The message that comes over is that it's okay to celebrate Christmas, much as you can meditate and not be a Buddhist. Being an atheist does not mean you do not value and take joy from the coming together of family, carols, or even the Christmas story itself with its beautiful message of sacrifice, love and humility. It is simply that us atheists believe in what can be observed as opposed to what cannot, be that gods, fairies, ghosts or the afterlife.
I am an atheist and I adore the wonder of this time, the frosty streets and cold nights lit up with hopeful strings of light, the anticipation of seeing my family open the presents I've chosen so carefully, mulled wine and roast potatoes, love and a couple of days without work. Believing that this is all there is gives poignancy to the here and now, that we do not do things for anything in the next life but that we live as morally ethically as possible because this is all there is. And that is what Christmas is all about at heart....more
Matt Smith's 11th Doctor Who, Amy and Rory arrive in the strange settlement of Appletown, somewhere in the American desert. It is a community of suburMatt Smith's 11th Doctor Who, Amy and Rory arrive in the strange settlement of Appletown, somewhere in the American desert. It is a community of suburban houses with neat gardens and genteel people, incongruous with the harsh setting.
The Doctor and his companions quickly realise there is something wrong with the whole set up and the truth about the residents and the town emerges from a set of well juxtaposed chapters that move between the present and the past, where a brilliant scientist is challenging the boundaries of computing capability
The storyline quickly turns nasty and as the Doctor battles to use the TARDIS to avert Armageddon 'timely wimey' stuff happens and the Doctor finds himself moving backwards through time. His understanding of time, cause and effect and consequences really show him at his Time Lord best.
Amy and Rory as ever provide near escapes from peril and the gentle humour of their relationship, Amy striding forwards heedlessly into action, Rory desperately trying to save her.
I loved this story with its mind bending themes of time and relativity combined with fast paced action, skilful depiction of human characters and their motivations, and of course saving the world (again!) with comic timing....more
Luke Warren is the Wolf Man who left his wife and two young children to live in the northern Canadian forest with an pack of truly wild wolves. In theLuke Warren is the Wolf Man who left his wife and two young children to live in the northern Canadian forest with an pack of truly wild wolves. In the two years he was gone Luke lived and slept and ate as a wolf and found reintegration into human society in New Hampshire painfully difficult. Since then he has worked with captive wolves, teaching them to be wild in the hope that one day New Hampshire would change its laws and allow wolves to be reintroduced in the state. But now this vigorously alive man lies in a deep coma, a car crash and traumatic brain injury have taken way everything he was.
Luke's children, Edward, estranged from his father for many years, and Cara who lived with and idolised him, face the most difficult of choices, whether or not to turn off the respirator that is keeping him alive and let him go. Bitterly divided, the case comes to court before a judge faced with the decision as to which child should make a decision on Luke's behalf.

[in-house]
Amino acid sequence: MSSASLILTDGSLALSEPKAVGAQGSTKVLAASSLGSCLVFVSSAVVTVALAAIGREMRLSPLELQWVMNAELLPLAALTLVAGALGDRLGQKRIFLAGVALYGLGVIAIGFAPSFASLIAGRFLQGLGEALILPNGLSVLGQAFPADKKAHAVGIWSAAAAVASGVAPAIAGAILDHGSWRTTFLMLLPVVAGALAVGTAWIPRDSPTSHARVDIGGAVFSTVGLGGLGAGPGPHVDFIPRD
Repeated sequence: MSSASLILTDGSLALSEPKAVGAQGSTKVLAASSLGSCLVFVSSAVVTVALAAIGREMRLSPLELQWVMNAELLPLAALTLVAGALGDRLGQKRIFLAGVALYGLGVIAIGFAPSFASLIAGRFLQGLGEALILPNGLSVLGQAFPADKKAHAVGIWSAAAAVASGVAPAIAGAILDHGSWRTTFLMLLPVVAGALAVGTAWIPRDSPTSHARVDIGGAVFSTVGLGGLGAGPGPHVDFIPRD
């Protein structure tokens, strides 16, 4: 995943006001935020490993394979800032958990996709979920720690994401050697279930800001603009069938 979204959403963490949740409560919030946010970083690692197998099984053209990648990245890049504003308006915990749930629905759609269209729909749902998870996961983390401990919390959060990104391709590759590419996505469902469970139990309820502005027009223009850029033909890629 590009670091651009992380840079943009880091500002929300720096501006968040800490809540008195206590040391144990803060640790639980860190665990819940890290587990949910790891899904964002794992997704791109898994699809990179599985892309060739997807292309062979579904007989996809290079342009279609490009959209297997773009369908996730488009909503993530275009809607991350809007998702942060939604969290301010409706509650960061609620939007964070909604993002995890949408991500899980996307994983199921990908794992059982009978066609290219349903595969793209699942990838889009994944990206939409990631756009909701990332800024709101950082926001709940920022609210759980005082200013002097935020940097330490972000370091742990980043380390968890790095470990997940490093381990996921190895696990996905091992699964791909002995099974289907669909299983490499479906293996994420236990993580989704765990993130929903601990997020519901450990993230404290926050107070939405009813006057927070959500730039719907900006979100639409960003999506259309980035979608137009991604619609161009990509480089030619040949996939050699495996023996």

Picoult presents the story in chapters that are variously narrated by Luke, Cara, Edward, Luke's ex wife and the children's mother Georgie, her husband Joe and other characters. From these we come to understand both the wonder of what Luke did and the impact it had on his human family. The story brings together two strands, one about the true nature of wolves, and the other about the moral and painful dilemmas raised when trying to make life or death decisions for a loved one.
I found the characters fascinating, in Luke wonder and bravery are combined with irresponsibility and callousness towards his family, Cara is a headstrong passionate late teenager struggling to find her place in her mother's new family and new twin siblings. Edward is a conflicted young man torn between loving and despising the father he is rapidly coming to so closely resemble.
I personally loved the craft and subject matter of Lone Wolf....more
Paige is 18 when she runs away from the home she shares with her father, overwhelmed by the guilt she suffers when she has an abortion. A lifelong CatPaige is 18 when she runs away from the home she shares with her father, overwhelmed by the guilt she suffers when she has an abortion. A lifelong Catholic, her terror of the consequences of having sinned in having had premarital sex in the first place is tipped into headlong fleeing by her choice to do what her church perceives as murder.
Paige finds sanctuary and work at Mercy, a Chicago diner whose owner takes pity on her. And there she meets Nicholas, a high achieving medical student born of privelige and money. It doesn't take long for the chemistry to grow between them and for Nicholas to impulsively ask Paige to marry him.
Nicholas' parents are not impressed with their son's less than blue-blooded choice of wife and cut him off, so Paige gives up her dreams of art school to fund Nicholas through the remainder of medical school.
Nicholas becomes an elite cardiac surgeon and all seems well, until Paige falls pregnant. With the birth of their son Max things begin to unravel. Paige is tormented by the memories of the mother who abandoned her as a child and of her previous unborn child driving her to a damaging course of action
This was a book I was divided over. On the one hand Picoult's depiction of the dehumanising world shattering experience of new motherhood on both mother and relationships is skilful, moving and pretty close to the truth. However, I felt that her characterisation of Nicholas was a little villainous at times. Still very enjoyable...more